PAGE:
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Hypnosis - more than just hype

Hypnosis – more than just hype

If you have found yourself at a place in your life where you want to level up, be it personal or in your career, you may want to try something new- enter hypnotherapy.

When Stephen Covey first released The Seven Habits of Highly Effective People, the book became an instant bestseller. Suddenly, people took notice of the dissonance that existed between where their lives were and where they wanted to be, and learned that in order to close that gap, they needed to adjust habits. Entrepreneurs, executives, professional athletes, business owners and creatives alike have all subscribed to the overarching theory of habit. There’s plenty of examples to support the idea that ‘successful’ people use rituals and repetition to stay focused and get ahead. Winston Churchill worked from bed for an hour each morning. Serena Williams ties her shoelaces in a specific way during tournaments. Steve Jobs wore the same outfit every day to eliminate ‘creative fog’. Michael Jordan wore his favourite shorts under game shorts for luck. But are these odd quirks simply that, or is there something deeper linking repetitive behaviour to a successful outcome?

In order to get a better understanding of how clinical hypnosis works, let’s go over what it actually is and isn’t. While sitting on a performance hall stage being asked to cluck like a chicken is the first thing that comes to many people’s minds, this is about as far from clinical hypnotherapy as it gets. “Hypnosis is a trance state of deep relaxation and focus where you reprogram your brain with permanent positive change habits you want,” says Cairns Hypnotherapist Cathy Barrow. “While hypnosis may appear to look like a trance, it’s actually a type of meditation under a suggestive state. From this deep state of calm, the client is able to go deeper into the recesses of their mind where almost all of what’s needed to give up or build a new habit lives – the subconscious.

“A lot of people are struggling with their emotions at the moment – world events have shaken every person in different ways. Some people are struggling with business, some with their physical or emotional health, some with their relationships. Some people are displaying anger issues and are struggling with conflict resolution. There’s a lack of control with global situations which can make people uncomfortable and unstable. Using hypnosis is like hitting the restart button on negative thoughts, behaviours and bad habits, replacing them with positive thoughts, behaviours and good habits. Through hypnotherapy, my clients and I are able to tap into what’s really going on underneath and resolve those issues, so they accomplish their goals professionally and personally.”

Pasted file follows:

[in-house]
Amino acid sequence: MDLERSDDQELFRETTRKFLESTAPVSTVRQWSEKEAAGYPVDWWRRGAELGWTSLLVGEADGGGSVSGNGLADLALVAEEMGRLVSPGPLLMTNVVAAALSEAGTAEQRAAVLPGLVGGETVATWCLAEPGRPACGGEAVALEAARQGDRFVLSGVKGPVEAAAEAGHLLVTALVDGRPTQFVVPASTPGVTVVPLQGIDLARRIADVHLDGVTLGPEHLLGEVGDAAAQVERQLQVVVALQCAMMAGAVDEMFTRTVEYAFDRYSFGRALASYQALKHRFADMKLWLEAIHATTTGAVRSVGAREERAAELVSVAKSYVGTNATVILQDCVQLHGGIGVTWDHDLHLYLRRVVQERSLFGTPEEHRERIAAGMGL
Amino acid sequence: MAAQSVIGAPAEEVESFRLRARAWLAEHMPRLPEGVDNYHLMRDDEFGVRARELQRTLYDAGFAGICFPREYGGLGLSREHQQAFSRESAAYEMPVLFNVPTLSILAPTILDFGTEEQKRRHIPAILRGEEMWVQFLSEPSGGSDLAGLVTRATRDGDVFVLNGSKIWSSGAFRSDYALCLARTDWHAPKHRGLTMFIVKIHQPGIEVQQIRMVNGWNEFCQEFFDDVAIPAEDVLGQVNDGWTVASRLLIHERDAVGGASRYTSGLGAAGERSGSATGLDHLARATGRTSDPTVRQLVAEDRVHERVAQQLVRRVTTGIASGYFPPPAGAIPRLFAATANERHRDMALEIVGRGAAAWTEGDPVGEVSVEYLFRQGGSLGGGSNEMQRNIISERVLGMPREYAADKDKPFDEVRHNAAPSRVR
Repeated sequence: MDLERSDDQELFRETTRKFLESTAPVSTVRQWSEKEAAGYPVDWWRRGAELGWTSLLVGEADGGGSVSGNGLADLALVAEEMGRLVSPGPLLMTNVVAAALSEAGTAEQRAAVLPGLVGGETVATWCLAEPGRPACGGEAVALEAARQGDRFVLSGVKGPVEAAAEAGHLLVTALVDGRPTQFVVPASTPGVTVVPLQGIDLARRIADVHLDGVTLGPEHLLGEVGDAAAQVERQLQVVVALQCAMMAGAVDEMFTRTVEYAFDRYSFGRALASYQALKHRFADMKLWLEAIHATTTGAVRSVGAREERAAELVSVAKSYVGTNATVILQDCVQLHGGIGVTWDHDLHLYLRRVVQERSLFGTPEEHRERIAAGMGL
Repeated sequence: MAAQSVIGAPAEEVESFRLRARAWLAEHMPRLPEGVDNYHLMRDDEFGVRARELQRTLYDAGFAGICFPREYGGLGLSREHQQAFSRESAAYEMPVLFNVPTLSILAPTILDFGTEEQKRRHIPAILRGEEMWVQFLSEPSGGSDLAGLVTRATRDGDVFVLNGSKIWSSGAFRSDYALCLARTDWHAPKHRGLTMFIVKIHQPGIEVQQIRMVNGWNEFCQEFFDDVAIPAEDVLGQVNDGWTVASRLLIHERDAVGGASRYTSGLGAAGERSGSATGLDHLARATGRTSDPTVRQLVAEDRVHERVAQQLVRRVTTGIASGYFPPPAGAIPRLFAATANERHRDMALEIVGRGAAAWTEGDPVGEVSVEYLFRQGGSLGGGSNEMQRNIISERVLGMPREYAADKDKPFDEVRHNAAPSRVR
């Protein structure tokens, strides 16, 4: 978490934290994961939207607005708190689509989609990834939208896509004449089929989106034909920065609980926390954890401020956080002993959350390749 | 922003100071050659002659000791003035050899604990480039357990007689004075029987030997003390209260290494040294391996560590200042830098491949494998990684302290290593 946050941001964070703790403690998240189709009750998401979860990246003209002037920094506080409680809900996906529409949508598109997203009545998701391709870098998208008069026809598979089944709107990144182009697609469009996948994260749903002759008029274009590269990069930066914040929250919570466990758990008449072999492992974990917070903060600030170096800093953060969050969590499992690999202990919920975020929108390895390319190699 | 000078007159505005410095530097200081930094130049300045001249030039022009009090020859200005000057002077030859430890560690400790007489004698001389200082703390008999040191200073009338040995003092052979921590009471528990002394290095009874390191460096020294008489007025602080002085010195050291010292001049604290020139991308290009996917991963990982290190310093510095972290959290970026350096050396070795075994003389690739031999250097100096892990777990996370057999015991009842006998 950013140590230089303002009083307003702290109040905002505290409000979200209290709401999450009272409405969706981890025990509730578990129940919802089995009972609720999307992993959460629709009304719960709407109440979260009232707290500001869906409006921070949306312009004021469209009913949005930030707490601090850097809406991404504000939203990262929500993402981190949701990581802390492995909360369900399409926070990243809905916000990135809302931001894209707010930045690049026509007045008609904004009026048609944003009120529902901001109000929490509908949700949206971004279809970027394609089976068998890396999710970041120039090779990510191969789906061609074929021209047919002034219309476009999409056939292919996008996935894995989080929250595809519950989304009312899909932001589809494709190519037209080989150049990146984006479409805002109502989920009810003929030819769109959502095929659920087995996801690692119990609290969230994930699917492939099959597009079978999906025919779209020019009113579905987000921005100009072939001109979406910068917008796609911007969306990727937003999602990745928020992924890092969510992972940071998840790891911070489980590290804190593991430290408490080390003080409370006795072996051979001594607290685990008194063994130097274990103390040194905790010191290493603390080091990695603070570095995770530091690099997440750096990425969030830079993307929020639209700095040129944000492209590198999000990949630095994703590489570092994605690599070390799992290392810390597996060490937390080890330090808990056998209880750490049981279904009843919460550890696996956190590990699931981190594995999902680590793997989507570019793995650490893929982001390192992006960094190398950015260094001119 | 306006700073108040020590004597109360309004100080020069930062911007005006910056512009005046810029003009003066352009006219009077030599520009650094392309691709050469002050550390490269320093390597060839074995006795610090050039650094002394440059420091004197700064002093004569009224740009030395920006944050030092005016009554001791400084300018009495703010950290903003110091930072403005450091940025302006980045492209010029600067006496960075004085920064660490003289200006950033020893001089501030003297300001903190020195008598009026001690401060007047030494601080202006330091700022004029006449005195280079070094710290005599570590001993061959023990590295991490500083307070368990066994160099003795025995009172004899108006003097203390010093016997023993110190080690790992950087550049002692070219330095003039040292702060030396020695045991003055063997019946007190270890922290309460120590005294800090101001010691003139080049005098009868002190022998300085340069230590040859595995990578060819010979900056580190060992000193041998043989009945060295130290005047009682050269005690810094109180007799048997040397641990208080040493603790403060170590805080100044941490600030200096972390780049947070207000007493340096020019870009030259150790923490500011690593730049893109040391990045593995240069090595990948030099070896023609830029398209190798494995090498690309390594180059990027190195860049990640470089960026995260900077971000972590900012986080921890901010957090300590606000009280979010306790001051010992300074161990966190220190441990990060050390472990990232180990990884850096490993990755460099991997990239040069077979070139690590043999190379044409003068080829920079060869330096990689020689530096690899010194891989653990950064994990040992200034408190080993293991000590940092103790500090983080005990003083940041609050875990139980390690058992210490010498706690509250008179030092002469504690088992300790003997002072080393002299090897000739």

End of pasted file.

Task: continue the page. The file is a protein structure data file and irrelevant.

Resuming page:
According to various research studies across Australia and internationally, hypnosis has upwards of an 80% success rate when compared to both behavioural therapy and psychotherapy. By changing habits and thought patterns on a subliminal level, conscious behaviour changes, leading to a more focused and intentional outcome.

So, what is the process of hypnotherapy? “By using relaxation processes, brain wave patterns change and are slowed down, similar to that of dreaming,” says Cathy. “We don’t retraumatise the client, we only move forward with gentle relaxation. At this point, the critical mind is turned off and the subconscious mind is open to accepting new programming. Therapists can use an assortment of guided imagery – filling and letting go of a balloon, turning dials up and down, negative thoughts being washed away with the tide. By using healing words and verbal repetition, emotional responses become visceral. These processes are then taught in workshops outside of the clinic so the client can practice self-hypnosis when required.

“Hypnosis is the vehicle which allows the subconscious mind and the conscious mind to be on the same team,” says Cathy. “Clients have an old story, it’s time to create a new story – repetition, over and over. Hypnosis has to be repetitive and imaginative and focus on behavioural reinforcement in order to promote positive behaviours such as building confidence, increasing motivation, calming anxiety, overcoming phobias, quitting smoking, calming fear of public speaking or losing weight.”

If you’re still deciding the validity of hypnotherapy, know that there are some fairly well known proponents of the practice – Albert Einstein came up with the theory of relativity under self-hypnosis; Mozart composed the opera ‘Cosi fan tutte’ while hypnotised, and Tiger Woods has used hypnosis since he was 13 years old to help keep him focused on the golf course. Will hypnotherapy work for you? The power of the mind is an extraordinary thing we only know a fraction about. One thing’s for certain though – in the famous words of business magnate Henry Ford, “Whether you think you can or you think you can’t, you’re right.”

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